There are over three hundred large cruise ships in the world. At any given time, half a million people may be at sea. And each ship has hundreds, if not thousands, of crew members. Most of the deckhands and lower-paying positions come from the Philippines and stay for contracts that last up to a year. Many of these ships are registered in places like the Bahamas and Bermuda, which allow for US-based companies to pay well below minimum wage and neglect safety measures for an international workforce. Also, the cruise industry is expected to grow about fifty percent in the next ten years.
    I began working on ships after a minor post-graduation crisis, as many other musicians must go through before moving to New York or Chicago. I knew some other people who had played music on ships, and it seemed like a nice way to avoid the harsh realities of the music business. Soon, I had been handed Emergency-Response-Plan cards (like the one pictured above) by a bunch of the major cruise lines. Sometimes I would just sit in for a few weeks with a band that needed a keyboard player; other times I’d join a band for half a year.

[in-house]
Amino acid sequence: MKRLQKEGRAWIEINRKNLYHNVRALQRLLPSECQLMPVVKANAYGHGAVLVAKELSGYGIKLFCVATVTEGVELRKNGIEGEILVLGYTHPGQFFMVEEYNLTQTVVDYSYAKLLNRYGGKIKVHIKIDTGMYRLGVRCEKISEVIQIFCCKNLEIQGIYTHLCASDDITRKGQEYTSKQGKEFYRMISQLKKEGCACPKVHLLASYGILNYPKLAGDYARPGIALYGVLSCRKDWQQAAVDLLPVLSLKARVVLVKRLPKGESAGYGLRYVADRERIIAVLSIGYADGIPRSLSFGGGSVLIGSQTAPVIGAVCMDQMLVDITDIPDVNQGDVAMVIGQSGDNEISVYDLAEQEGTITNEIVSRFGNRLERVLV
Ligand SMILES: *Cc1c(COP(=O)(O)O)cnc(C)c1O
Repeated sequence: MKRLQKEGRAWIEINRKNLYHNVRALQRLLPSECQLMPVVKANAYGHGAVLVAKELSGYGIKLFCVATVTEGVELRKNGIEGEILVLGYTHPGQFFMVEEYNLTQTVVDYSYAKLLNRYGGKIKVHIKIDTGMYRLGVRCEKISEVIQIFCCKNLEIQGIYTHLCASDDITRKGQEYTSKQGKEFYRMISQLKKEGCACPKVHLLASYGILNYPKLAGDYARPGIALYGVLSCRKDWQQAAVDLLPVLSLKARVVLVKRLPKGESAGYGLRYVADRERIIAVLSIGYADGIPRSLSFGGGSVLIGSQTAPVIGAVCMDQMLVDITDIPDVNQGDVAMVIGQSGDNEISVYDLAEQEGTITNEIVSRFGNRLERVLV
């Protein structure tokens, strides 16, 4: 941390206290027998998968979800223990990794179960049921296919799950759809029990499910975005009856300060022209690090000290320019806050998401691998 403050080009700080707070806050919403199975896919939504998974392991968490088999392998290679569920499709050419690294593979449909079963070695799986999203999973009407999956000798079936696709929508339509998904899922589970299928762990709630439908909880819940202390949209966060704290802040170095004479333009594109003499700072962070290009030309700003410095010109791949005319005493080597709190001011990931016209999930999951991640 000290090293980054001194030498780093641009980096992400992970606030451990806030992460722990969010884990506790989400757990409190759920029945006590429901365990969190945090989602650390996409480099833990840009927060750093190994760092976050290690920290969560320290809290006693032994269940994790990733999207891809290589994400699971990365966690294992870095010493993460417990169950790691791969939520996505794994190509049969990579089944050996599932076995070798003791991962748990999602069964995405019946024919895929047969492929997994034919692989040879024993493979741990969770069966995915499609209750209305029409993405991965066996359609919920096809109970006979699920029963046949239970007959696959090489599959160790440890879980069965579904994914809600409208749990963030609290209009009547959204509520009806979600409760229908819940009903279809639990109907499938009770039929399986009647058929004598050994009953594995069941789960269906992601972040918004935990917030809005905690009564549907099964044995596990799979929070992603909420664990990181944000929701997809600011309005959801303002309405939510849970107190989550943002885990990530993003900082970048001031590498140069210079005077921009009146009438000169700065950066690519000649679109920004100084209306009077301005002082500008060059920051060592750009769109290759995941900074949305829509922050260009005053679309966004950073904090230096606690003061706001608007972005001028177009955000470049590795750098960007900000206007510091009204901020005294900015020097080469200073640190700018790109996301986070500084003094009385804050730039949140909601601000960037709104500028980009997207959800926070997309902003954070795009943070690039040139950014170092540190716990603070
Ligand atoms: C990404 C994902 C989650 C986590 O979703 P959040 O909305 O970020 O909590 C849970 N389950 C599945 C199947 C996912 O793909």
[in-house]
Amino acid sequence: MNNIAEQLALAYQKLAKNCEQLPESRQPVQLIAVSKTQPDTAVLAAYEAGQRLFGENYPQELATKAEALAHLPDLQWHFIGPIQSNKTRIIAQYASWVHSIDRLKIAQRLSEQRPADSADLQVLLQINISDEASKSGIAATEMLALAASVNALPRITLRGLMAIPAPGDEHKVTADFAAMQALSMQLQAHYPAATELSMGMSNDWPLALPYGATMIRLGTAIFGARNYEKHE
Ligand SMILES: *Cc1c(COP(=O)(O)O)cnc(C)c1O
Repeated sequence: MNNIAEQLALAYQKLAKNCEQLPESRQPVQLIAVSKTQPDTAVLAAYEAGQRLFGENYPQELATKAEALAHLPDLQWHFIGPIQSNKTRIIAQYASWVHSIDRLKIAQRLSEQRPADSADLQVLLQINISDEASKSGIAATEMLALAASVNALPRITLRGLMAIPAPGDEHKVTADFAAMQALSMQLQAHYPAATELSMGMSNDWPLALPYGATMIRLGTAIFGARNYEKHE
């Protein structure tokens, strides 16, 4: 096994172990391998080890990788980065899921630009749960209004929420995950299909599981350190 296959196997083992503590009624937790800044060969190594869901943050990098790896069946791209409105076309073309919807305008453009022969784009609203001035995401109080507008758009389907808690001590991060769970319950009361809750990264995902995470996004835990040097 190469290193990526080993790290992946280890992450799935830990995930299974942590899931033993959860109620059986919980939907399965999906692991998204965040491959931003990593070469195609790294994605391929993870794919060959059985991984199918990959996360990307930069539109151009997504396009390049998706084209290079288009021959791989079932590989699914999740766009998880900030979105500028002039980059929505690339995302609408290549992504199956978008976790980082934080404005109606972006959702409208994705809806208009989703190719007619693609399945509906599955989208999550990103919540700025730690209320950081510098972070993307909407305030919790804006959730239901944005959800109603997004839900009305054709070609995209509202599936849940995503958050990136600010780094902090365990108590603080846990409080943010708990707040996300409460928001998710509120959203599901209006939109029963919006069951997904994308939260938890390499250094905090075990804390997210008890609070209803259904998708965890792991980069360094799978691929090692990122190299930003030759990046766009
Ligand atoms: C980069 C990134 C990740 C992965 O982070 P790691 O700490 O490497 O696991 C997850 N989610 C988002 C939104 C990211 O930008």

I hadn’t really considered making an art project about cruise ships, though. For a while I didn’t make much of anything. Then, I began making photographs with some ideas for a formal photography essay. But a lot has changed since then. I think it’s important to weigh all of your interests when considering one’s artistic practice. And so on this website (currently under construction, sorry) you will soon find a collection of my many interests, laid out across multiple pages.

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